For a movie about madness, A Dangerous Method is surprisingly sane. Especially when you consider that it’s directed by a man known informally as the King of Venereal Horror or the Baron of Blood—David Cronenberg—it’s surprising to find it as restrained and intellectual as it is. A lot of that might have to do with the fact that the film centers on the relationship between Dr. Sigmund Freud and Dr. Carl Jung and the resulting birth of psychoanalysis, causing the film to veer dangerously close to historical biography, which, on the surface, wouldn’t seem to have a lot of room for Cronenberg’s usual perversions.
Or would it?
Cronenberg has made a career out of twisted views of the world and presenting intriguing, if not disturbing, theories about the dichotomy of body and mind and the essence of human contradiction (The Fly, Naked Lunch, eXistenZ). A Dangerous Method may not be as radically presented as Cronenberg’s previous efforts, and may be eminently more watchable, but it doesn’t mean there still isn’t the ideology of impulse vs. intellect at play.
The ubiquitous (and eminently watchable himself) Michael Fassbender plays Dr. Carl Jung, the father of analytical psychology. Viggo Mortensen plays Jung’s mentor and colleague, Dr. Sigmund Freud, the father of psychoanalysis. Their friendship and subsequent falling out, from the years of 1906 to 1912, are stuff of legend, and provide the bulk of the narrative for A Dangerous Method. But it is in the playing out of their theories and analytical hypotheses, through the treatment of Jung’s patient Sabine Spielrein (played by Keira Knightley) that this film gets its real meat. Spielrein is brought to Jung for treatment and is initially thought to be incurable. Jung, however, is eager to try a new treatment out on the young woman—based on Freud’s theories—and is successful in turning the woman’s life around. But, during her treatment, Jung finds himself drawn into issues of libido and sexuality that he wasn’t prepared for, leading him straight to the expert—Freud—for guidance. Jung’s whole world, personal and professional, are turned upside-down by a new path to understanding the subconscious.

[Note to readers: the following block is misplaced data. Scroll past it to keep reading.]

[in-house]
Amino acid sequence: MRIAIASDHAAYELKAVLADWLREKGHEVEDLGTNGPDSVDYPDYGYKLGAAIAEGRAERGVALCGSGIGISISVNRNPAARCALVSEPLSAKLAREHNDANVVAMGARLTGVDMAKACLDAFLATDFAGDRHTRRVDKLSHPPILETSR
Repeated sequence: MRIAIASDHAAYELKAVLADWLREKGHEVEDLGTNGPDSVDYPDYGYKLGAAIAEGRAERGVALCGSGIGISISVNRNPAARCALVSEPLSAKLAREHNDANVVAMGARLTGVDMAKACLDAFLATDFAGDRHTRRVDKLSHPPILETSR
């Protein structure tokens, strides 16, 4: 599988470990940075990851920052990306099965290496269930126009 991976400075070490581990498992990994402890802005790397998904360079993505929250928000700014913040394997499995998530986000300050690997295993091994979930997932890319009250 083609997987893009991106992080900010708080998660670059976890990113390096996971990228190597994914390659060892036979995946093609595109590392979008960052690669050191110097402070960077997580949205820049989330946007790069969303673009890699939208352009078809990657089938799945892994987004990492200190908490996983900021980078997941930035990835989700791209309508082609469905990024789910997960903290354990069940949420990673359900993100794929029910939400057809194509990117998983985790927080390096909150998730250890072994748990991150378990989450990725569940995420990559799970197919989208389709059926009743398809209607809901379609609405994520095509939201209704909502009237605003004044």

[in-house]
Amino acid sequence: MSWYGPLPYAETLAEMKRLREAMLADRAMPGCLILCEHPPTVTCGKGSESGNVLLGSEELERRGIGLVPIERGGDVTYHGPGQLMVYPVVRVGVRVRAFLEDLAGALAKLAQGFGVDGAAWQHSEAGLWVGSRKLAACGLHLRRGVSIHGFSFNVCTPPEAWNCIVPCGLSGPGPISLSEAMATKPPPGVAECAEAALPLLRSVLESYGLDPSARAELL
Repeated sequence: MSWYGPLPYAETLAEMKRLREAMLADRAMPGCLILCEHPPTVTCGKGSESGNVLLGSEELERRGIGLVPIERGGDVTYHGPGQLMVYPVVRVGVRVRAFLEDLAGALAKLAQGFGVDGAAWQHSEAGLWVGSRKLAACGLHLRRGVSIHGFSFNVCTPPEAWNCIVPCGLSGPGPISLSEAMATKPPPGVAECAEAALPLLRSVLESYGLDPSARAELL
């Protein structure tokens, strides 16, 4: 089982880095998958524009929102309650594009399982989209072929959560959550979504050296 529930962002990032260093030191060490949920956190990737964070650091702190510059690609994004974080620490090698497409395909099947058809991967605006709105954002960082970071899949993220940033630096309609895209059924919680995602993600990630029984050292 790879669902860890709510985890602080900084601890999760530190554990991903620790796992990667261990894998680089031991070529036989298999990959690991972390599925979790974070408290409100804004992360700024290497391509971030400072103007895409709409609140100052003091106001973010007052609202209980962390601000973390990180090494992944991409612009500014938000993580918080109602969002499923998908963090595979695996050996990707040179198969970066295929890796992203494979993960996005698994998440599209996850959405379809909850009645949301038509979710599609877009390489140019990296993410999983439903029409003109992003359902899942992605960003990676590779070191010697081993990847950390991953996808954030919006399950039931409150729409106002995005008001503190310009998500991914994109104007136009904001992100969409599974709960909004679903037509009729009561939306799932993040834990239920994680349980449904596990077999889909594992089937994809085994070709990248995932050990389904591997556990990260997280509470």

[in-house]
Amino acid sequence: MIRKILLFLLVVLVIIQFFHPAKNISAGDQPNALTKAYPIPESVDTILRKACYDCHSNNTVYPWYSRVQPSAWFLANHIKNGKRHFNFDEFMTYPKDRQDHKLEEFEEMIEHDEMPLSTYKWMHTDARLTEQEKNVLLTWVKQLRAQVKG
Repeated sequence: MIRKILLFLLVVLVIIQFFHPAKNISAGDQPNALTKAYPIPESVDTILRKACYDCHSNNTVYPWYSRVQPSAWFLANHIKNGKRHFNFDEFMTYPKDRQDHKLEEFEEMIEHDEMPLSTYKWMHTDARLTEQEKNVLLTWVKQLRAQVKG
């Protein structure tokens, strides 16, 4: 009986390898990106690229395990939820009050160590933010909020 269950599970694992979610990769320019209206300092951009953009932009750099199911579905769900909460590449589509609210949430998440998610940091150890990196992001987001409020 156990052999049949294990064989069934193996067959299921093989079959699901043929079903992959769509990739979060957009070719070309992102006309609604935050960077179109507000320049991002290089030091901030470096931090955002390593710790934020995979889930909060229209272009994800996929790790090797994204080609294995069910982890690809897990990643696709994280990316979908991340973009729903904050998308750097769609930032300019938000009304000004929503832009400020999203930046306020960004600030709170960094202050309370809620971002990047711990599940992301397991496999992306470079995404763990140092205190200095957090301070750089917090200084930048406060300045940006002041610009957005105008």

If you’ve gathered that A Dangerous Method isn’t your typical Thanksgiving holiday film to share with the whole family, you’re right. It’s talky and conceptual and intellectual and extremely dry. But, if you pay attention, it is also extremely erotic and emotional. Knightley goes a little over the top, but, for the most part, she does a good job playing the crazy girl who just needs to learn to control her impulses. Fassbender, for his part, is just crazy good—nobody plays restrained emotion better. Mortensen is his usual solid self, personifying Freud with stuffy charm and just a hint of humor. Cronenberg does well to just let these actors play, because the best parts of this film are when the dialogue crackles and you forget you’re sitting through a glorified Psych 101 lecture. Nothing is ever boring when Michael Fassbender says it.
Overall, A Dangerous Method is far from dangerous and even less sexy than the trailer makes it out to be. But if you like these actors and/or don’t mind two hours of people talking about ideas and human behavior, then consider this your holiday treat. And remember, sometimes a cigar is just a cigar.